May and Frank have a conversation sitting on the porch. May tells Ted to go see a doctor about the wound. A nurse (Sylvia Harman) tells him that Doc Rayburn (Richard K. Olsen) is also the mayor, so he's at the town bar. He says that the wound is nasty. He refuses to believe that birds are responsible for anything. Frank starts taking pictures of May, who tells him to stop kidding around. Frank and May have lunch together. Frank remembers how he realised he had talent for taking photos, and how Emily, his first wife, helped him to begin professionally. The girls feel disgusted about a huge dead bird on the shore, but they also find the body of the man from the boat. The waves tip the body over, so the girls run away from the body screaming, with Scout on tow, and birds fly all over the place. They bump into another fisherman, alive and well, who also scares them. Soon the police are there. Everybody notices this other fisherman picking up the dead bird. Ted and May offer some consolation to their girls, and then, they talk about how much they both miss Tommy. Ted goes to the kitchen to drink some liquor, and notices a bird tapping on the kitchen window. Another bird smashes itself against the window, hurting Ted in his hand. May runs to the kitchen when she listens to the noise.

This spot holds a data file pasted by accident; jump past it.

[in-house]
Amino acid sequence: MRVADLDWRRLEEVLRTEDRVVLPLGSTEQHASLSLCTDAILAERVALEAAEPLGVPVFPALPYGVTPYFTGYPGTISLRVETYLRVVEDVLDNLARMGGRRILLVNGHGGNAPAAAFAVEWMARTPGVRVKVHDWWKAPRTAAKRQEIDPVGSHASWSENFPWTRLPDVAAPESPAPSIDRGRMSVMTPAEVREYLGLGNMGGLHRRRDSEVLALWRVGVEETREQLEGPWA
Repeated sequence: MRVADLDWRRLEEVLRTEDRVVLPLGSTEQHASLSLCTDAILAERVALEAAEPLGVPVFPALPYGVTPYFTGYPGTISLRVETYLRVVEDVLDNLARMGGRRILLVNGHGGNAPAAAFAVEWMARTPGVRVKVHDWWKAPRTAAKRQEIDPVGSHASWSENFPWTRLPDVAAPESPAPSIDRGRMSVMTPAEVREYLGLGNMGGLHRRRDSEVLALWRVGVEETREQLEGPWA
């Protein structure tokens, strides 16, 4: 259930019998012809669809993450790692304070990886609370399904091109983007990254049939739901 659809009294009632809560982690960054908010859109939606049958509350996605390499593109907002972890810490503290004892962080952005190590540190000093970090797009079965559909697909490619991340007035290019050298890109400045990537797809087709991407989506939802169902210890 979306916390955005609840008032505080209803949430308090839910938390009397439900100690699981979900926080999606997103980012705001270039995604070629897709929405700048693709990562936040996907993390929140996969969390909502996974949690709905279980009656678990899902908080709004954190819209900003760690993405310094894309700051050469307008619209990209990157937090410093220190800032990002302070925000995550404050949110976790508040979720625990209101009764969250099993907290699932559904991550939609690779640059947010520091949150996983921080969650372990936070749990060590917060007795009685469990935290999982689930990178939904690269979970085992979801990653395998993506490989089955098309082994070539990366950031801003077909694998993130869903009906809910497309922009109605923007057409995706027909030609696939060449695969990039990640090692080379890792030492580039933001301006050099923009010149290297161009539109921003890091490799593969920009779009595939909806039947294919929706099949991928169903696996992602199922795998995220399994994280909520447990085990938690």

Ted goes to buy something, and offers his sympathies to Helen, who's lost a dear friend. She tells him that she'll give his children their favourite cookies if he brings sea shells to her. Ted says that he's cut himself with a glass, but Helen says that she's noticed the birds acting funny, and that one of them attacked a nephew of hers.